The largest retail franchiser of waxing services in the U.S. has raised $180 million in an IPO, and plans to quadruple its unit count to 3,000 over the next 15 years.

Chris Kobus
Chris Kobus

“Unapologetic confidence” is how Chris Kobus, Chief Experience Officer (CXO) at European Wax Center, describes the benefit of the brand’s waxing services beyond hair removal.

“You walk in and strut out,” he said. “When we started in 2004, we really created and revolutionized our category. Over the last 17 years, we’ve been doing the right thing for our guests and continue to evolve. Our centers are all about instilling unapologetic confidence for our guests.”

The franchiser and retailer of waxing services and products, owned by private equity firm General Atlantic, has reason to have a spring in its step. On August 5, the company had its IPO, and was valued at $1.2 billion in its Nasdaq debut. The stock opened at $19, with an initial public offering price of $17. General Atlantic remains European Wax Center’s majority shareholder.

Founded in 2004, European Wax Center (EWC) is the largest and fastest-growing operator of out-of-home [OOH] waxing services in the U.S. by number of centers and system-wide sales. In 2019 and 2020, it generated $687 million and $469 million of system-wide sales, respectively, across its highly franchised network. The company, which is based in Plano, Texas, currently operates 808 locations across 44 states. Of these locations, 803 are franchised centers operated by franchisees, and five are corporate-owned. EWC’s track record of center openings and same-store sales growth has translated into 10 consecutive years of same-store sales growth. (EWC centers achieve average unit volume of $1 million).

Despite waxing being a high-touch service and the current surge of the Delta coronavirus variant across the U.S., EWC is confident that it can nearly quadruple its center count within the next 15 years to more than 3,000.

“We have proven time and time again, back in recession and now during COVID, that our business is really the routine, it’s that confidence routine. You don’t do it for anybody else. You don’t do it for a beach vacation. You don’t do it for a significant other. You do it for you, for that confidence when you walk out. And so, when we reopened, everybody was ready to get back to that personal routine,” said Chris, who added that the company implemented Operation Scrub in 2020 to ensure that all touchpoints assured maximum hygiene and safety when locations were able to reopen. (Those procedures are now the standard operating procedure).

“We don’t have one market today that is over-densified. We have five corporate centers, and the rest are all franchises, so we’re really asset light,” he said.

The OOH waxing market is the fastest-growing hair removal solution in the U.S., defined by a domestic market of $18 billion. EWC currently only penetrates 4 percent of that market. “There is a lot of opportunity to standardize and grow,” said Chris.

By standardize, Chris is referring to the highly fragmented nature of the category where, for example, getting a manicure in a nail salon can often lead to an eyebrow wax in a backroom. Chris said that European Wax Center professionalizes the fragmented sector by training licensed wax specialists at the highest level, offering service consistency, and reinforcing customer trust.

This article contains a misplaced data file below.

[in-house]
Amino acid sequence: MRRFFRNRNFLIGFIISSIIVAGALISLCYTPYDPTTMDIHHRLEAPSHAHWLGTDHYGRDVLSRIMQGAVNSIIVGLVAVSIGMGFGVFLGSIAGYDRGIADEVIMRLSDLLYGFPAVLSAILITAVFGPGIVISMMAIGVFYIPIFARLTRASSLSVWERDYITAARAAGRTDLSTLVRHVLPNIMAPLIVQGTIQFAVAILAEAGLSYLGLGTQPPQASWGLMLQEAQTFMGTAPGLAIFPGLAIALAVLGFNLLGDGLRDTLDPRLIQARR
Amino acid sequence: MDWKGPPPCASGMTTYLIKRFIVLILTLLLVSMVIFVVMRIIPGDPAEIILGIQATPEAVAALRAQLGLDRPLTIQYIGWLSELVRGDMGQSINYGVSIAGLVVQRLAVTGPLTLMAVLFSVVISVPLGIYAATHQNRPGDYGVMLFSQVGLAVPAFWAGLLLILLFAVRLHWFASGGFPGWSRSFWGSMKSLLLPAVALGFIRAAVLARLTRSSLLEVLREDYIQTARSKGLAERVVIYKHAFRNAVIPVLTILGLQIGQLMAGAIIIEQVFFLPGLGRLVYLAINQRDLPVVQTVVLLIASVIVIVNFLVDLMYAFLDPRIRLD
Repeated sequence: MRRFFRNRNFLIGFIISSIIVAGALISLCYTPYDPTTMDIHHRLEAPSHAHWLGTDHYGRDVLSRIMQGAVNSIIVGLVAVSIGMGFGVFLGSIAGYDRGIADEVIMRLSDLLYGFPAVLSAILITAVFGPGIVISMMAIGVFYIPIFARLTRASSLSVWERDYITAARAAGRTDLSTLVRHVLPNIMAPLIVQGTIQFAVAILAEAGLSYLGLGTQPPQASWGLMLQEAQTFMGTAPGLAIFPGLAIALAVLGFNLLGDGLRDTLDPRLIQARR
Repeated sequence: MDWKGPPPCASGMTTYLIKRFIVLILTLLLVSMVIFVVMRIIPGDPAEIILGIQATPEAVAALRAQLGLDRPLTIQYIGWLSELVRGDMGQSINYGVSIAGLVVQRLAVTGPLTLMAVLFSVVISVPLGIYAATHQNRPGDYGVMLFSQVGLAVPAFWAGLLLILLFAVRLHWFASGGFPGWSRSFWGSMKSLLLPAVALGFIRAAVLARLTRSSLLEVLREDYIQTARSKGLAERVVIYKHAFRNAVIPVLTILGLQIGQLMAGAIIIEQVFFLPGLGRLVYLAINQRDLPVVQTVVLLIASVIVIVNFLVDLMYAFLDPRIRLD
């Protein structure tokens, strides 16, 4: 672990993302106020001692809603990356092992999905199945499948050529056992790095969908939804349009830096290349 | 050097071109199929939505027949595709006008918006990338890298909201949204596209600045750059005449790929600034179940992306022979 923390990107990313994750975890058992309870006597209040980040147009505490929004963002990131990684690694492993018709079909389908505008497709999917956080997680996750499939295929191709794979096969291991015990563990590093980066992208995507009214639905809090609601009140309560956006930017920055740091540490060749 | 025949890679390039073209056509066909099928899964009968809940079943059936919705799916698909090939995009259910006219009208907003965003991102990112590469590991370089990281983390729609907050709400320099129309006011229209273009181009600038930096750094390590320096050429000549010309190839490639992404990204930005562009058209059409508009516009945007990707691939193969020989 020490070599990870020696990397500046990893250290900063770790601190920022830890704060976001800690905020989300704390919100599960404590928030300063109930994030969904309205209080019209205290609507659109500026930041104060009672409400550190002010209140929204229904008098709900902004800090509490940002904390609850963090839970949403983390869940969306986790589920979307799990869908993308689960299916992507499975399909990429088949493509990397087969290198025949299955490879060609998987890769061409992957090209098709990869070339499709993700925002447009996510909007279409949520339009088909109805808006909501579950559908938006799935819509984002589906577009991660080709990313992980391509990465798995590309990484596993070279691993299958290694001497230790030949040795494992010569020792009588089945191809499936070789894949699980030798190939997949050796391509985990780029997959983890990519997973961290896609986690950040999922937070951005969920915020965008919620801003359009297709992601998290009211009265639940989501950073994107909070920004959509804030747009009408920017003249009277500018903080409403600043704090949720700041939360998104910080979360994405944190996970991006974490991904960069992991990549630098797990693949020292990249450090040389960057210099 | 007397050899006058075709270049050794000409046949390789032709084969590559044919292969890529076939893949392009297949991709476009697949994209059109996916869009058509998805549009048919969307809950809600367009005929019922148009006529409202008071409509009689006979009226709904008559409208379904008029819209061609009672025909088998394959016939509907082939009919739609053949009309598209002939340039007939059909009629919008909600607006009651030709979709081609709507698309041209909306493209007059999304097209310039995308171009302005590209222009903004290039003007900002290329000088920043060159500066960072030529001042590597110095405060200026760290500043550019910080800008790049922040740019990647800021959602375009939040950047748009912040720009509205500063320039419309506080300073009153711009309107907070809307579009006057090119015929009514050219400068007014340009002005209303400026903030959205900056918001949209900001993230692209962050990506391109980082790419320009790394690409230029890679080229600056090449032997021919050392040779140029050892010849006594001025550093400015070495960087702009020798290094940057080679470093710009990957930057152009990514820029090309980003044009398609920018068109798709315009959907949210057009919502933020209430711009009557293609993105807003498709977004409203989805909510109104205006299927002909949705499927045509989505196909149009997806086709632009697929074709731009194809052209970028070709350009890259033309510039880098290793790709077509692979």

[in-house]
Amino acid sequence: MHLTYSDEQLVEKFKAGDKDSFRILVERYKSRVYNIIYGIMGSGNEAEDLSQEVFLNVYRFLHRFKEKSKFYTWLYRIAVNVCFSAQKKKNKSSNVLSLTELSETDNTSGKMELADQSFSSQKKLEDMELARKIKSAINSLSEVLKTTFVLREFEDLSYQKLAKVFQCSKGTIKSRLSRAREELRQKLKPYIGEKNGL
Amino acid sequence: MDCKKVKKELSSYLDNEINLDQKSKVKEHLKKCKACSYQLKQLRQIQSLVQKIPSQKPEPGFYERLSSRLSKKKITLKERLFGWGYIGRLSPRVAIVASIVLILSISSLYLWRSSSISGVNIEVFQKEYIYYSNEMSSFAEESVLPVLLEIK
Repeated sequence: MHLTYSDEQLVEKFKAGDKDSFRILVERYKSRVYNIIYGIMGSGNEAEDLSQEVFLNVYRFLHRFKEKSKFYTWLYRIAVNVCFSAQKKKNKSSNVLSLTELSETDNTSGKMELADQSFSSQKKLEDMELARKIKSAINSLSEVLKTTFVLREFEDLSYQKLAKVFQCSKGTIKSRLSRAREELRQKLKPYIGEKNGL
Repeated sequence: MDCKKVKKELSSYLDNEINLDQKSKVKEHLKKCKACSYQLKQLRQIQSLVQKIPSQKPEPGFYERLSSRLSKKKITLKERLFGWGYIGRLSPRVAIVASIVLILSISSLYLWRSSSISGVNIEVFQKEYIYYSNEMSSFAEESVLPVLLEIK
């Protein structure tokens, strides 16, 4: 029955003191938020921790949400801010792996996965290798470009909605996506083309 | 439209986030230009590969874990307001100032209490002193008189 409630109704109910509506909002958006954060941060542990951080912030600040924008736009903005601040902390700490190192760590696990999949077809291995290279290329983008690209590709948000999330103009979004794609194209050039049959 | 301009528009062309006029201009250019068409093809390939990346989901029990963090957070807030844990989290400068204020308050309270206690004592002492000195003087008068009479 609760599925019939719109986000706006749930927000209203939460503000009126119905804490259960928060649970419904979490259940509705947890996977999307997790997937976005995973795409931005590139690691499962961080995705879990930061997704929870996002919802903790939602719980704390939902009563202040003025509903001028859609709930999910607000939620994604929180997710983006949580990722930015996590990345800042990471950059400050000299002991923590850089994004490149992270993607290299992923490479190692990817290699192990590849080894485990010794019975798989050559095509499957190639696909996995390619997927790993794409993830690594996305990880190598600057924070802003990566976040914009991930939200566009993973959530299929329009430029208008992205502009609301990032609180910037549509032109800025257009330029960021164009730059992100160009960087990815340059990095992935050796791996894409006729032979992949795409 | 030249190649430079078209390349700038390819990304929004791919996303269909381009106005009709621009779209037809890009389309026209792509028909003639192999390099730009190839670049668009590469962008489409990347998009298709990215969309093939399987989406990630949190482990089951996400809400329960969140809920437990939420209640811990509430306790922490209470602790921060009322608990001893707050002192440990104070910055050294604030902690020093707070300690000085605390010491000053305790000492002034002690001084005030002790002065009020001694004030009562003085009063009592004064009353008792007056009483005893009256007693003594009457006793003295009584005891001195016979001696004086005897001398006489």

Chris does not view advances in laser hair removal technology as a threat to EWC’s dominance in the category. “The high amounts of laser treatment still require supplemental hair removal. Lasering is expensive. The cost of customer acquisition is extremely high because it’s one-and-done, and then people have to supplement their hair removal with OOH hair removal. So we don’t think that lasering is a competitive set for us. We watch it for innovation, but it’s not something that we are overly concerned about”.

Nor is the waxing business a seasonal business, he said. “Of course we get summer business, but it’s not super seasonal. Our four quarters shape pretty evenly. It’s strong business year-round.”

Chris described the EWX difference as being based on experience. “The first wax is free because we firmly believe that if you experience EWC, you’re going to come back and back. Our experience is based on three pillars. One, we have an exceptional training process for our estheticians. Two, we have a proprietary wax called Comfort Wax that is specifically designed to adhere to the hair, not to your skin. Three, it’s the overall consistency of the experience. You can go to a EWC across our 808 locations, and those centers all operate consistently and efficiently, whether in Manhattan or Omaha, Nebraska.”

The company’s Comfort Wax is the inspiration behind EWC’s name because Europe is where it sources the beeswax that creates its signature violet wax. The wax is alcohol-free, and removed without using strips. EWC has also developed 31 sku’s of pre- and post-wax care, including ingrown hair serums and wipes, and a variety of body polishes.

Digital is at the forefront of the company’s service-based business “to make sure we are flexible on guests’ terms,” said Chris. This includes offering real-time appointment scheduling, and remote check-in and check-out capabilities that will be available by mobile app in September. EWC also plans to accelerate guest acquisition by investing in performance marketing and digital content to leverage data for enhanced customer touchpoints. Also in September, EWC will launch a new loyalty program that will continue to reward its best guests.

“We have a really clear path forward: open new centers and continue to enrich our franchise network; attract more guests; increase visits; grow retail sales.”